Scientific journal

54 2015

Journal of Food and Nutrition Research
Summary No. 1 / 2015

Kohri, S. – Fujii, H.
Reactive oxygen radical-scavenging activity assay by photolysis of azo-radical initiator without exposing samples to ultraviolet light: A preliminary feasibility study of a modified assay
Journal of Food and Nutrition Research, 54, 2015, No. 1, s. 85-88

Shunji Kohri, Centre for Medical Education, Sapporo Medical University, South-1 West-17, Chuo-ku, Sapporo, Hokkaido 060-8556, Japan. E-mail:, tel.: +81-80-5442-5341, fax: +81-20-4668-0285

Received 6 May 2014; revised 29 June 2014; accepted 7 July 2014; published online 21 January 2015

Summary: We previously developed an electron paramagnetic resonance (EPR)-based oxygen radical absorbance capacity (ORAC-EPR) assay that can be used to evaluate the radical-scavenging activity (RSA) of samples by employing the established EPR spin trap method. In this assay, since reactive oxygen radicals are generated by the photolysis of the azo-radical initiator by ultraviolet (UV) light irradiation, the sample in the assay mixture exposed to UV light may also get photolysed. In the present study, irradiation of the sample was avoided; a novel radical-generation method was adopted in the ORAC-EPR assay, and the feasibility of the modified assay was assessed. RSA was evaluated in the modified as well as in the conventional assay with three antioxidants. Although the RSA values normalized to the spin trap reagent obtained with the modified assay were approximately 20% lower than those obtained with the conventional assay, the maximum difference between the RSA values of the two methods was 15% when this data were normalized to the standard antioxidant Trolox (6-hydroxy-2,5,7,8-tetramethylchroman-2-carboxylic acid). Elucidation of the generation mechanism of the oxygen radicals and the reasons for lower RSA is necessary prior to application of the new radical-generation method coupled to ORAC-EPR assay.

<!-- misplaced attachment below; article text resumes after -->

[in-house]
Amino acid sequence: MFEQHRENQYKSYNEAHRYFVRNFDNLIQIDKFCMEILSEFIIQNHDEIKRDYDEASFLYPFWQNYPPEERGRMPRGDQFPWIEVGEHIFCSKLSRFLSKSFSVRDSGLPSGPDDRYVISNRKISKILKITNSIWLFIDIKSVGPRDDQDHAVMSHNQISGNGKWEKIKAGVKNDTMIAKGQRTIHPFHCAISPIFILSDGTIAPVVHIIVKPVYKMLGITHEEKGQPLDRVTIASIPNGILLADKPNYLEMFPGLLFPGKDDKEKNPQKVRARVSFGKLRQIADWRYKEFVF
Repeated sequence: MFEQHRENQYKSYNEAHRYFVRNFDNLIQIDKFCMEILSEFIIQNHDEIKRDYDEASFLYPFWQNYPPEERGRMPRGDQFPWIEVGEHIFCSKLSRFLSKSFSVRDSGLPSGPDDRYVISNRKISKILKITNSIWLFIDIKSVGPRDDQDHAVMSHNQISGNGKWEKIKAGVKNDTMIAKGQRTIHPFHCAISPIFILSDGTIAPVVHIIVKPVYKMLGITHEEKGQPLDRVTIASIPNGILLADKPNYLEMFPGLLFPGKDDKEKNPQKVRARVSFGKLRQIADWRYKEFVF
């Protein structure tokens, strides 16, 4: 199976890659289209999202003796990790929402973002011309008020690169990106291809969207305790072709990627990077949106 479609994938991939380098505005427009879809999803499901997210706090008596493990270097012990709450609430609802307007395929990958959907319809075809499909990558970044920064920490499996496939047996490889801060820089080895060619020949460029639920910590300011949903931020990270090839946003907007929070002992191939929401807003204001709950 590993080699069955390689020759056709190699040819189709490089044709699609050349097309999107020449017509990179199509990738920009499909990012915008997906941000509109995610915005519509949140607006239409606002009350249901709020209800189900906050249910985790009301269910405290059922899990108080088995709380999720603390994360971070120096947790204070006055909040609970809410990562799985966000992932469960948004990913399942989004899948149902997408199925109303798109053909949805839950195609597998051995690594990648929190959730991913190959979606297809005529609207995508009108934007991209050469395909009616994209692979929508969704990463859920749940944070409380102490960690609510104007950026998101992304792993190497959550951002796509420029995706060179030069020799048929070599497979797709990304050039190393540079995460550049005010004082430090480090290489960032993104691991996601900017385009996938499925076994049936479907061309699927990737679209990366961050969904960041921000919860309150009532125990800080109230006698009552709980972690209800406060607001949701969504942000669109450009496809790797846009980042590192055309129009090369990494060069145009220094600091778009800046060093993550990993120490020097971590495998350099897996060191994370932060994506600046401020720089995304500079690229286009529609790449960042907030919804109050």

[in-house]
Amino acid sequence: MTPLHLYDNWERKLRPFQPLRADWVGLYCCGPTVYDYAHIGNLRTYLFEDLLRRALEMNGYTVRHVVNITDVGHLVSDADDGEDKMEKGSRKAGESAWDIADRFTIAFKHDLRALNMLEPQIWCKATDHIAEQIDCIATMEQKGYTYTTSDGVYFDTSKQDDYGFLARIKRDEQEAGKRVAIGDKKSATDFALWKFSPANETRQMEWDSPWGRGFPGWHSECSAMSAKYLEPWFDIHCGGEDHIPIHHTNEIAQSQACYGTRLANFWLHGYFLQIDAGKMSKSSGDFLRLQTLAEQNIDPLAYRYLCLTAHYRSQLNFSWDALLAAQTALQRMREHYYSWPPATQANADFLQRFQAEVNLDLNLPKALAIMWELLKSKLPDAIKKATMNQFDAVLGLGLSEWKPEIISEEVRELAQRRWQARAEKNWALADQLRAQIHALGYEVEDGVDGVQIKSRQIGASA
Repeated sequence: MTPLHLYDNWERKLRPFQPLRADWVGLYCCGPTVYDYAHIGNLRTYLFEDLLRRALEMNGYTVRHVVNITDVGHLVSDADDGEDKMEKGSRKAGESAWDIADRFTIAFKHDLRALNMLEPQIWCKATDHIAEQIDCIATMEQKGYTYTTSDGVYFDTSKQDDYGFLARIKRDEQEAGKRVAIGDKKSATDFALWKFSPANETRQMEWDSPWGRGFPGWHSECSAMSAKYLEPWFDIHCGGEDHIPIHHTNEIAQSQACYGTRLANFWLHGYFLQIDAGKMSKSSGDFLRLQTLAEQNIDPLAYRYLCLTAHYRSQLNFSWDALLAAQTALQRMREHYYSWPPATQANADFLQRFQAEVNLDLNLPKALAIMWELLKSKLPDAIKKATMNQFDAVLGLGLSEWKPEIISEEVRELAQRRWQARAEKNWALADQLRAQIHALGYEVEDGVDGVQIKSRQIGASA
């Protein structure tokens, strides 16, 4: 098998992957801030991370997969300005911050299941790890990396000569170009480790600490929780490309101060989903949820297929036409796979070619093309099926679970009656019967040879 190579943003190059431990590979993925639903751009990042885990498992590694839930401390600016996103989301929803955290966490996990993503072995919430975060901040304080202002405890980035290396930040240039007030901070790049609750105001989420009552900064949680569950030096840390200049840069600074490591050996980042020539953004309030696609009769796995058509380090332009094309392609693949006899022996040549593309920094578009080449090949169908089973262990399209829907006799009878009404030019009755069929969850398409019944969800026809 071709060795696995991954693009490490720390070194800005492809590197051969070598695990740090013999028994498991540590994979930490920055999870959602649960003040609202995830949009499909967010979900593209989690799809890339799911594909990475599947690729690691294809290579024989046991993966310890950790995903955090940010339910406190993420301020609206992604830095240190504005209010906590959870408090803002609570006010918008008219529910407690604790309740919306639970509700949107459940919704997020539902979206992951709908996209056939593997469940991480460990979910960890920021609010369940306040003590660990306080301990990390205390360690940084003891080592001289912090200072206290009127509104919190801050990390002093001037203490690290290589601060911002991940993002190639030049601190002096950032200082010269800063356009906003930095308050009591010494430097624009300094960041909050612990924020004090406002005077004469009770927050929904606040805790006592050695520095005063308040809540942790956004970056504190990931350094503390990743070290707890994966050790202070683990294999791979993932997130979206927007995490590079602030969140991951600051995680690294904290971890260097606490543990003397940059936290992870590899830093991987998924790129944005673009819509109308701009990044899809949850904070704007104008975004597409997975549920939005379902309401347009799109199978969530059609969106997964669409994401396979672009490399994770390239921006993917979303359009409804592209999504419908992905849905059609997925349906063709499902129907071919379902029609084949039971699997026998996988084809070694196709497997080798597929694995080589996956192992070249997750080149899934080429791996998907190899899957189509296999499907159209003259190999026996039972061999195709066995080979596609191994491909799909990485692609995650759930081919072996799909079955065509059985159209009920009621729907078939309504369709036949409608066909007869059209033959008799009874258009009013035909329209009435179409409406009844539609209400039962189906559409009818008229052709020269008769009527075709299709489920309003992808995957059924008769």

Keywords: radical scavenging activity; 2,2'-azobis(2-amidinopropane) dihydrochloride (AAPH); ultraviolet light; electron paramagnetic resonance

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